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From blue-collar family to blue-chip prospect

By Peter Odney , 07/05/22, 3:00PM CDT


From his humble roots to wearing the red, white, and blue for Team USA, Isaac Howard has always blazed his own trail.

The way Isaac Howard plays hockey belies his roots. 

Howard is a wizard with a hockey stick, blending creativity with characteristic panache, manipulating a disc of vulcanized rubber with the same control and speed that Gordon Ramsay dices onions. 

The Hudson, Wis. native is widely regarded as one of the top pure skill players in this year's NHL Draft and has been projected as a first-round draft pick by several hockey media outlets. 

But to marvel at Howard's skill would be to ignore his decidedly blue-collar upbringing, because Howard does not have a typical hockey pedigree. 

His father, Tony, played in the Battle Creek area of St. Paul, Minn., until his junior year at Harding High School. His mother Crystal's introduction to the sport came from her friendship with women's hockey royalty in Roseville natives Ronda Curtin (now Engelhardt) and Winny Brodt (now Brodt-Brown).

"Ronda Curtin and I went to grade school together, and I would tag along to out-of-town tournaments with her family," Crystal said earlier this week. "The Curtins lived right next door to the Brodts, so it was hockey all the time over there," Crystal continued, adding with a laugh that she was more of a fan than a player, even in the Brodts' backyard. "No hockey sense or skill came from me," Crystal admitted.

So while 2022 NHL Draft prospect lists are littered with sons, nephews, cousins, etc., of former NHLers or Division I college players, Howard's familial foundation in the game is far more humble.

Dad's in construction, and mom works in healthcare. Side jobs were the norm to keep up with the athletic exploits of Isaac (who goes by Ike) and his three brothers.  

"We're a blue-collar family, a hard-working family," Ike said in a recent phone call. "My mom's always busting her butt, and my dad is too. It's easy to see that and work hard in a different area, and that's in hockey for me."

Howard recorded nearly 100 points for the National Team Development Program's Under-18 team during the 2021-2022 season.

Leading up to the draft, it's easy to see that Howard's hard work has paid off. 

After skating for AAA teams such as the Minnesota Fire and the storied Minnesota Blades program, Howard scored 80 goals and 142 points in two seasons at prep powerhouse Shattuck-St. Mary's. From there, it was on to the National Team Development Program, where he teamed up with some of the country's top 2004-born players.

For Howard and his longtime friend and Mahtomedi, Minn. native Ryan Chesley, it was a team of former youth rivals that came together under the Team USA banner. 

"I think we all knew each other going into the national team," Howard said. "Then, the second you get there, our group just clicked right away."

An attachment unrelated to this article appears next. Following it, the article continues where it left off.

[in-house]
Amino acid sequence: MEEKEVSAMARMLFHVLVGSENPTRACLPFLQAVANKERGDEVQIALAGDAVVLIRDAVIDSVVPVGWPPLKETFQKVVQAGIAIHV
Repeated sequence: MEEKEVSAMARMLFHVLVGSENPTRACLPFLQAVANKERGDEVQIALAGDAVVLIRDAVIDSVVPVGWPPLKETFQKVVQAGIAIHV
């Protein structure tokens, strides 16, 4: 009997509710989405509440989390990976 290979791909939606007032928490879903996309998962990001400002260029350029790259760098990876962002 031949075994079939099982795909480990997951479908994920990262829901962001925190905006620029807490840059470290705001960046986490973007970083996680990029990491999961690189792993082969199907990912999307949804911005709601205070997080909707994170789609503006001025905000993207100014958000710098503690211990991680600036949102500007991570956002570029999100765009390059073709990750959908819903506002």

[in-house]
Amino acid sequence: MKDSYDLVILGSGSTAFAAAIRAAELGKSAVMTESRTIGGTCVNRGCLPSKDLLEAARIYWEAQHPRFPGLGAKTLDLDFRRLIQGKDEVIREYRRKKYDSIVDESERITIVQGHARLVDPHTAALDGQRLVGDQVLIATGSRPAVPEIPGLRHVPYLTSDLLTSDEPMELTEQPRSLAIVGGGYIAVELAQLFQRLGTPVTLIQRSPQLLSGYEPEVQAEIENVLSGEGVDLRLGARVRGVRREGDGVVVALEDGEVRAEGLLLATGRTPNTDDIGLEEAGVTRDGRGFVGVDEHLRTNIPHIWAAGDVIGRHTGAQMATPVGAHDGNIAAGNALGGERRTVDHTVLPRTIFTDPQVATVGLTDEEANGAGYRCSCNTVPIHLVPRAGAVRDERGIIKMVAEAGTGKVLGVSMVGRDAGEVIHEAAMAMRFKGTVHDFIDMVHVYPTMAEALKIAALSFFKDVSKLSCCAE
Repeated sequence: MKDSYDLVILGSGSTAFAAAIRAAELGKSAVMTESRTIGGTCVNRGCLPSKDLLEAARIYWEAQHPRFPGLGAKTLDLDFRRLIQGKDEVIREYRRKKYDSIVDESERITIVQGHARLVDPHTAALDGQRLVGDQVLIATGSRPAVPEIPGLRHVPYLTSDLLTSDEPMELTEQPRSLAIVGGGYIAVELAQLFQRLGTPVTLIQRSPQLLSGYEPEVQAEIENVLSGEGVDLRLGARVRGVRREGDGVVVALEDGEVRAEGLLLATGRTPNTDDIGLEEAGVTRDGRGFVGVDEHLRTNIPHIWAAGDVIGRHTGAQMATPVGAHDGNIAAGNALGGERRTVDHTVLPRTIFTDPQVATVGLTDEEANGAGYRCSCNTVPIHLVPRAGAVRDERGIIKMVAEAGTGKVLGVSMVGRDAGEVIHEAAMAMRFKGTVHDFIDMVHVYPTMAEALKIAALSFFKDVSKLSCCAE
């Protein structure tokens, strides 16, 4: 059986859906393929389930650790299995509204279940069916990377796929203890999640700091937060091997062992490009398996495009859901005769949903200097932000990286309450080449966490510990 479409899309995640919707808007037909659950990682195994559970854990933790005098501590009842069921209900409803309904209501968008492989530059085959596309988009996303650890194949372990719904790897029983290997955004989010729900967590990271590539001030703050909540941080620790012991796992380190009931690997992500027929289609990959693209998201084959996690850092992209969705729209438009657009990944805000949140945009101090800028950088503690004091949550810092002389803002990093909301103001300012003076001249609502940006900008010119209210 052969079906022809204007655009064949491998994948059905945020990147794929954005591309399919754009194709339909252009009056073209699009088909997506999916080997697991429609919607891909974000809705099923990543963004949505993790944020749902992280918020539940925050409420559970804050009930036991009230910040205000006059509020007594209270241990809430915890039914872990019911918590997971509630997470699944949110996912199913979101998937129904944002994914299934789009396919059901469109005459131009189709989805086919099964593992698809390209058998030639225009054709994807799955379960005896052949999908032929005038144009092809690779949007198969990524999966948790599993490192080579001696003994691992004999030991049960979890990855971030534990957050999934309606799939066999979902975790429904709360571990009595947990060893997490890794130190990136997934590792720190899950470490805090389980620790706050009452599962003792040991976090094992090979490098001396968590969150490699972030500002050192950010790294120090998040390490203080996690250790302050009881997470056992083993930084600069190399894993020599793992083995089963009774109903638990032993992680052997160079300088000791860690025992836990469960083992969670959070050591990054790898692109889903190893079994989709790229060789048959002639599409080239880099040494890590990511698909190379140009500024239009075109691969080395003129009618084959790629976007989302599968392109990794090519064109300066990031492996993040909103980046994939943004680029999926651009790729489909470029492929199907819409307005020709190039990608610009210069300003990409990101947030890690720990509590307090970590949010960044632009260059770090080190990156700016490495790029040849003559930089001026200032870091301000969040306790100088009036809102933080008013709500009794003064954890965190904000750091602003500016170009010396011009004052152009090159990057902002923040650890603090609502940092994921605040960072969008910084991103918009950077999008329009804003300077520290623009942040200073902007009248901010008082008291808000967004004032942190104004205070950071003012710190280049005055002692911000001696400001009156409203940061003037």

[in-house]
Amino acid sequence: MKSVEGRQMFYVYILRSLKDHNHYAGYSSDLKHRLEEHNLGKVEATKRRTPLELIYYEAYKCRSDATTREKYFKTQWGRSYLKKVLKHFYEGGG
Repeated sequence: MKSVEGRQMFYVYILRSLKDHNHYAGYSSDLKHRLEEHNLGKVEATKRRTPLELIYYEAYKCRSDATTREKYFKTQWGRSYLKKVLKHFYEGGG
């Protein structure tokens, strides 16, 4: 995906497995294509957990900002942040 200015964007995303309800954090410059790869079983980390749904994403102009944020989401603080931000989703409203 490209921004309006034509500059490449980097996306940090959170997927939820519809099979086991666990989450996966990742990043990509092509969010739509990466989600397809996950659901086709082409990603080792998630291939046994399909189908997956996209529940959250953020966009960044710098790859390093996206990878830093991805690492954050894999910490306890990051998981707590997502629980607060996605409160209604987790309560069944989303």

Coming together meant shelving past run-ins with players like Rutger McGroarty, Cutter Gauthier, and Frank Nazar, all projected high draft picks, who suited up for Detroit Honeybaked's 2004-birth year juggernaut as Peewees. It also meant reuniting with Florida native Gavin Brindley, who Howard skated with as part of Team Minnesota's Brick Invitational team in 2014. 

"On our U-18 National Team in Germany (for the U18 World Championships), we had me, Chesley, and Brindley, and we were all on Team Minnesota together," Howard said. "It's just funny, though. We're ten years old together playing, and then, we're still playing (together) at 18."

Howard recorded an absurd 27 goals and 54 points in 34 games in his first season with the NTDP Under-17 team, then tallied nearly 100 points for the U18s. His run with the U18 squad included a silver medal at this past May's IIHF Under-18 World Championships. True to form, Howard finished among the top scorers during the tournament, notching six goals and 11 points. 

Howard credits both his time at Shattuck-St. Mary's and the NTDP as helping propel him to a likely high draft slot. As obvious as that sentiment might be, that two of the world's best hockey development programs may help a player reach the NHL, Howard said that each program's philosophy played just as critical a role in his development path. 

"Being at Shattuck, being at the NTDP, everyone has similar mindsets," Howard explained. "Everyone wants to play in the NHL. Everyone works hard. Sometimes in high school hockey, that guy might be the best guy, but there also might be a guy who's just going to be done with hockey after their senior year. That's what you don't get at Shattuck and the NTDP."

That contagious mindset has led Howard to this point, a likely first-rounder with a bright future that includes a collegiate stop at Minnesota Duluth, one of the premier college hockey programs in the country. 

As for draft night, Howard plans to be surrounded by his family, which will make the experience all the more appropriate. 

"Hearing my name called is going to be the coolest moment. It's a one-time thing, and I'll never get it again," Howard said. 

"Being there with my family and being able to share the moment with them will be really special."  

Howard spent two seasons with the Faribualt, Minn.-based Shattuck-St. Mary's.

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